Williams helped nurture career
I just finished reading the article about Chief Jerry Williams retiring as the chief of the Lesslie Fire Department.
I wanted to relate my personal experience with a man who I, to this day, consider instrumental in my career.
I grew up in Lesslie, but I am now a professional firefighter for the fire department of the city of Louisville, Ky.
I first met Chief Williams in 1993. I was lucky enough to join the LFD as a volunteer. As a teenager, of course, I already knew everything about firefighting before I joined.
As easy as it would have been for Chief Williams to toss me out for the silly things I did or said, he instead took the time to invest in me. Perhaps he saw some potential that I never knew existed back then. Either way, his guidance and genuine interest in helping me mature without a doubt proved to be a deciding factor in my becoming a professional firefighter.
I am sure there will be tons of folks who will remember stories of fires and wrecks that Chief Williams helped on. I am sure he can tell you stories of legendary barbecues, building fire stations and remodeling trucks.
I guess the point I want to make is that not only did Chief Williams succeed in all of those things, he also succeeded in building relationships that have nurtured many men and women to become much better people. I can honestly and truly say today that I owe so much to this man. I appreciate his time and effort with me. I know that I would not be where I am today without the patience and advice that he gave to me.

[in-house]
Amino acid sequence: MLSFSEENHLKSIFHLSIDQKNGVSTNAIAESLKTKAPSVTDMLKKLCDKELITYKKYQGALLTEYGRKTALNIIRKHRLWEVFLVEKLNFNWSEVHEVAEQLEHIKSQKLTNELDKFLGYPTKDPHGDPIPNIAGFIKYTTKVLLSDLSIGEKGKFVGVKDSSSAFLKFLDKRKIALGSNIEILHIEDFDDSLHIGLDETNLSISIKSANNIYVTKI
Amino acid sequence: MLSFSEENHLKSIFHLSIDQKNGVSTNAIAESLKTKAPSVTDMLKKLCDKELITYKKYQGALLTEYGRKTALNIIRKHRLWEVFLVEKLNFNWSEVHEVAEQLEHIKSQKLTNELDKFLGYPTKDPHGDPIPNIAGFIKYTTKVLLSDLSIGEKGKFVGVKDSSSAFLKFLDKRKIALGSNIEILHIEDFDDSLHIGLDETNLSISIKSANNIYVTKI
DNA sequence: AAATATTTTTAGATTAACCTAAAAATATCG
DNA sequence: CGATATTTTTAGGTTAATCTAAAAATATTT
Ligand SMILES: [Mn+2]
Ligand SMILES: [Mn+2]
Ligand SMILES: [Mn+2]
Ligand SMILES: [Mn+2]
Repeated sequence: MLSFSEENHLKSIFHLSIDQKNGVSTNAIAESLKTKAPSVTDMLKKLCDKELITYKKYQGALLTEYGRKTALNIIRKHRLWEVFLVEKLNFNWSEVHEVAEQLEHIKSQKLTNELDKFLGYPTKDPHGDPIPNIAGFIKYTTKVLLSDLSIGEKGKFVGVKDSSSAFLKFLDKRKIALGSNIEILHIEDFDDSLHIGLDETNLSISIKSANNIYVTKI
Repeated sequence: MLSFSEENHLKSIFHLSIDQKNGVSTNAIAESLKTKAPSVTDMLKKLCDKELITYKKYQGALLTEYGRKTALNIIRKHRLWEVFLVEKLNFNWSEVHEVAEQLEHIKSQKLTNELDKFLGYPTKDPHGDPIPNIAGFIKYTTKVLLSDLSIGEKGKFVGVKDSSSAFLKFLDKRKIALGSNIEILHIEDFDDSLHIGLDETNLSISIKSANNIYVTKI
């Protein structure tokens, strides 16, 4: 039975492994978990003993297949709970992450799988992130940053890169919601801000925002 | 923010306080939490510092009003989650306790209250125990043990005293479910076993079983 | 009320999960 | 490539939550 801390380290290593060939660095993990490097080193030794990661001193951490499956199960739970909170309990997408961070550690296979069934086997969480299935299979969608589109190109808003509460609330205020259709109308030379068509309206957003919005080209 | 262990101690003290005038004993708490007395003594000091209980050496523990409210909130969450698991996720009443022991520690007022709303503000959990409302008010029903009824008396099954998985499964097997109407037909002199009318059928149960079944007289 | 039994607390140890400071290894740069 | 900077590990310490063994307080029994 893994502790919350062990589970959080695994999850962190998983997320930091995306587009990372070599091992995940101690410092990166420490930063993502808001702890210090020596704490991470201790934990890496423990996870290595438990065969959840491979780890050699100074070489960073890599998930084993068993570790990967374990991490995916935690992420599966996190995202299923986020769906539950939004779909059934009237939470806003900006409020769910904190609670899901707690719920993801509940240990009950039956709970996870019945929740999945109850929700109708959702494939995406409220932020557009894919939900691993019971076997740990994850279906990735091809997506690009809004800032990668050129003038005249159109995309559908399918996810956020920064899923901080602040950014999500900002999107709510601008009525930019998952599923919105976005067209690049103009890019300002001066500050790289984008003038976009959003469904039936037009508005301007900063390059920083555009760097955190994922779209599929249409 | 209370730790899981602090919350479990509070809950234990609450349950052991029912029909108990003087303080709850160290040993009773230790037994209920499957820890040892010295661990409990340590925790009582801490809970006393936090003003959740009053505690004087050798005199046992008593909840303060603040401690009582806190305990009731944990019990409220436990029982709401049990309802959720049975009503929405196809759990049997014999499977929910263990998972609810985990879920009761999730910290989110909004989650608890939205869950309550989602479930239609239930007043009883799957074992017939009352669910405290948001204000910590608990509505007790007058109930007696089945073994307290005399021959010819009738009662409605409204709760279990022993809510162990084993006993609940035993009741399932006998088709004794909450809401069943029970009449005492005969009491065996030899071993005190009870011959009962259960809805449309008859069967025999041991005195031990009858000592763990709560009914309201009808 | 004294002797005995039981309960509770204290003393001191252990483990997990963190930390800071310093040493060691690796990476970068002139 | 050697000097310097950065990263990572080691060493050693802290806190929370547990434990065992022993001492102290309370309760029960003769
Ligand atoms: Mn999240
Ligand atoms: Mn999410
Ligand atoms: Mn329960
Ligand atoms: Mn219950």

I certainly wish Chief Williams and the Lesslie Fire Department continued success. And to the community of Lesslie, I hope you, too, appreciate the many years of service this one of a kind man gave to us.
Jeremy T. Bass
Wealth is no disqualifier
In response to the headline, "Edwards a champion of the poor-with a 6M house":
As one who grew up in the Great Depression, I remember when we had another man with a very big house who was very rich. This man became president, and in his presidency, he probably did more for the common working man than the Republican Party has done in its entire existence.
The mansion he lived in was called Hyde Park and his name was Franklin Roosevelt.
Just how poor must one be, before he can try to help working people?